By Julie Shaw and Chris Palmer The Philadelphia Inquirer (TNS)
Mar 16, 2020 Updated Mar 16, 2020
PHILADELPHIA — U.S. Attorney William M. McSwain issued a sternly worded statement Monday contending that Friday’s murder of Cpl. James O’Connor IV in Frankford “was the direct result of Philadelphia District Attorney Larry Krasner’s pro-violent defendant policies.”
The lengthy statement was the latest salvo in an ongoing feud between the region’s top prosecutors, and the most recent example of McSwain criticizing Krasner’s policies after a high-profile crime.
O’Connor, 46, was part of a Philadelphia Police SWAT team trying to serve a predawn arrest warrant on Hassan Elliott, 21, for a March 2019 killing. The cops were met by gunfire through a closed second-floor door of a rowhouse on Bridge Street. O’Connor, struck in an arm and shoulder, was declared dead a half-hour later.
In his statement, McSwain, the top federal law enforcement official in Philadelphia, contended that Krasner’s policies, which have sought to decrease the city’s incarceration levels, “put dangerous criminals like Elliott on the street.” Calling Elliott a known “gang-banger,” McSwain criticized Krasner’s office for not seeking to more aggressively prosecute him over a drug-possession case that was still open when Elliott allegedly committed the March 2019 killing.
Police have said six people were in the Frankford rowhouse Friday, including Elliott and a second suspect in the March 2019 slaying, Khalif Sears, 18. O’Connor’s colleagues returned fire, and two people behind the door were wounded, including Sears. Investigators found at least nine firearms and drugs in the house.
As of 4 p.m. Monday, no charges had been filed in the shooting of O’Connor as authorities continued to sort out the incident.
McSwain and Krasner — who took office in January 2018 — have frequently clashed, with McSwain accusing Krasner of endangering public safety, and Krasner, a Democrat, brushing off the attacks and blasting the Republican McSwain as an appointee of President Trump.
Fraternal Order of Police Lodge No. 5 President John McNesby also has criticized Krasner, saying his policies led to the killing of O’Connor. “Unfortunately, he’s murdered by somebody that should have never been on the street,” McNesby said.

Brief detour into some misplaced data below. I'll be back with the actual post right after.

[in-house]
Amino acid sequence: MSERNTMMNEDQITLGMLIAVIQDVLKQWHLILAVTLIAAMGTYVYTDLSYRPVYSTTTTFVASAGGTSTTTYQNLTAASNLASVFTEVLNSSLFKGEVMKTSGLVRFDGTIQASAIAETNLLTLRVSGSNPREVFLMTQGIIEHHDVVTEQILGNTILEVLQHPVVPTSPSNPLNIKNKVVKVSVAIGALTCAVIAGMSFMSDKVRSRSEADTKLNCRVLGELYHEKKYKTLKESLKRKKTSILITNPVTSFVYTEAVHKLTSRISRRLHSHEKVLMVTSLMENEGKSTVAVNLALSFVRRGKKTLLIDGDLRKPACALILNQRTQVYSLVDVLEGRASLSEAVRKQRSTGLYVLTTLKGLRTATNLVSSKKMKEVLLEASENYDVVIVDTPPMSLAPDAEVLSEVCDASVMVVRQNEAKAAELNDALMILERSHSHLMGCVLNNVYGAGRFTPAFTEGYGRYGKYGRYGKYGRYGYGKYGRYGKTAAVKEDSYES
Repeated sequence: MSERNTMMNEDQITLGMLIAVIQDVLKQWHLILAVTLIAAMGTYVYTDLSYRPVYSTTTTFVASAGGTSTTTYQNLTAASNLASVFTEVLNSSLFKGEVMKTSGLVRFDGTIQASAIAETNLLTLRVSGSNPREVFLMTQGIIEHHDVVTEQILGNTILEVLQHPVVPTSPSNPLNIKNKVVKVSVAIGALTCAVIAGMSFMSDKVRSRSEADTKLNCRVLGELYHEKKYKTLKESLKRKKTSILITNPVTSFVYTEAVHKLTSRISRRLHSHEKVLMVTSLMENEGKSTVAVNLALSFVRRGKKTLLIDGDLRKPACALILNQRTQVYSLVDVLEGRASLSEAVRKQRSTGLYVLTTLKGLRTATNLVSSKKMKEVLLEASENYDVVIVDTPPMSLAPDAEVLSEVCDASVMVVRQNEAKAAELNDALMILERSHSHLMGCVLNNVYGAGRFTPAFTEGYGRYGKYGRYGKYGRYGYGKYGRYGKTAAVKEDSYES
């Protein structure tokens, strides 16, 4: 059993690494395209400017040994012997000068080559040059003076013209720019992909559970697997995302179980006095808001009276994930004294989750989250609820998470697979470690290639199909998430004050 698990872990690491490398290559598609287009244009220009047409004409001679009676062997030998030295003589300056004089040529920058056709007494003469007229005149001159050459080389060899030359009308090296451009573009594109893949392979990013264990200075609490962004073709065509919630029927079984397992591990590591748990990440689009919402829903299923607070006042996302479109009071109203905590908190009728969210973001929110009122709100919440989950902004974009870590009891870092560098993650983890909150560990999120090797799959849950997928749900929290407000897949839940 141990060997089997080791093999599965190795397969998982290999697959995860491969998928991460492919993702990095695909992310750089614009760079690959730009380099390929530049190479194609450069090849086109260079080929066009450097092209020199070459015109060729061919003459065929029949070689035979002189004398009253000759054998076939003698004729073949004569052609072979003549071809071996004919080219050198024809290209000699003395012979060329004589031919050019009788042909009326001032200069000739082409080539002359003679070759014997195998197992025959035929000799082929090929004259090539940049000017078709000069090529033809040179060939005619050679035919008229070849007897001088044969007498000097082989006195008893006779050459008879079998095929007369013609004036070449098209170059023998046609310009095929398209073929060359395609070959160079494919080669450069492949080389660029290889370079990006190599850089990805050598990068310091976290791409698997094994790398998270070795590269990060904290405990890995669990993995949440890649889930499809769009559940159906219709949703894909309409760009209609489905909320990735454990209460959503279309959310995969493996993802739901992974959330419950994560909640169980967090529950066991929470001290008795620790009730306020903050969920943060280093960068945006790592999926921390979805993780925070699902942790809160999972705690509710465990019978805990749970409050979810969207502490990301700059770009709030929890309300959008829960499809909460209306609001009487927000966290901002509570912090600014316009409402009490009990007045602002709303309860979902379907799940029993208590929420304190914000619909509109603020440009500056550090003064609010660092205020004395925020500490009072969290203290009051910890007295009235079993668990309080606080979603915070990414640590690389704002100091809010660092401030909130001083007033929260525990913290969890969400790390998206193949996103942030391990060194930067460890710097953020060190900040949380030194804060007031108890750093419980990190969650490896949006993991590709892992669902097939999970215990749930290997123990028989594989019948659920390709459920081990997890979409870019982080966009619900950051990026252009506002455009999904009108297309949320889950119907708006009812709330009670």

McNesby also said FOP members and police officers formed a human barricade to block Krasner from entering the hospital Friday to see O’Connor’s family.
FOR IMMEDIATE RELEASE Monday, March 16, 2020
Statement of U.S. Attorney William M. McSwain Regarding the Murder of Philadelphia Police Corporal James O’Connor
The Murder Was the Direct Result of Philadelphia District Attorney Larry Krasner’s Pro-Violent Defendant Policies
PHILADELPHIA – Last Friday, Philadelphia Police Corporal and SWAT team member, James O’Connor, a proud 23-year veteran of the Department from a family of police officers, was gunned down in the City’s Frankford section while trying to arrest Hassan Elliott, who was wanted for murder. Elliott was on the street for one reason: because of District Attorney Krasner’s pro-violent defendant policies. Those policies – which include permissive bail conditions for violent offenders, failing to pursue serious probation and parole violations by violent criminals, offering lenient plea deals for violent offenses, and outright withdrawing cases against violent felons – put dangerous criminals like Elliott on the street.
All Philadelphians have been living with the negative, and often tragic, consequences of these policies for the 2+ years that the City has had to endure the Krasner regime. But now those consequences could not be clearer. Corporal O’Connor’s widow, his children, his brothers and sisters in law enforcement, and the entire City deserve to know why he died.
Philadelphia DA Larry Krasner on Radical Path to Remake Criminal Justice System By Steve Volk On 10/31/18 at 6:00 AM EDT Krasner is part of a national movement to end mass incarceration.
Even in liberal Philly, the existence of Krasner’s candidacy set off a political earthquake. A career defense attorney, he never prosecuted a case in his life. And within the world of Philadelphia’s celebrity defense bar, he was never among the first rank. He wasn’t a go-to guy for the city’s mob, nor did he spend decades pulling down headlines, trying the city’s most sensational homicide cases.
Instead, when protesters from Occupy Philadelphia and Black Lives Matter got arrested, he defended them. And he sued the police department at least 75 times for civil rights violations. He’d enjoyed a career, he liked to joke, that rendered him completely “unelectable.”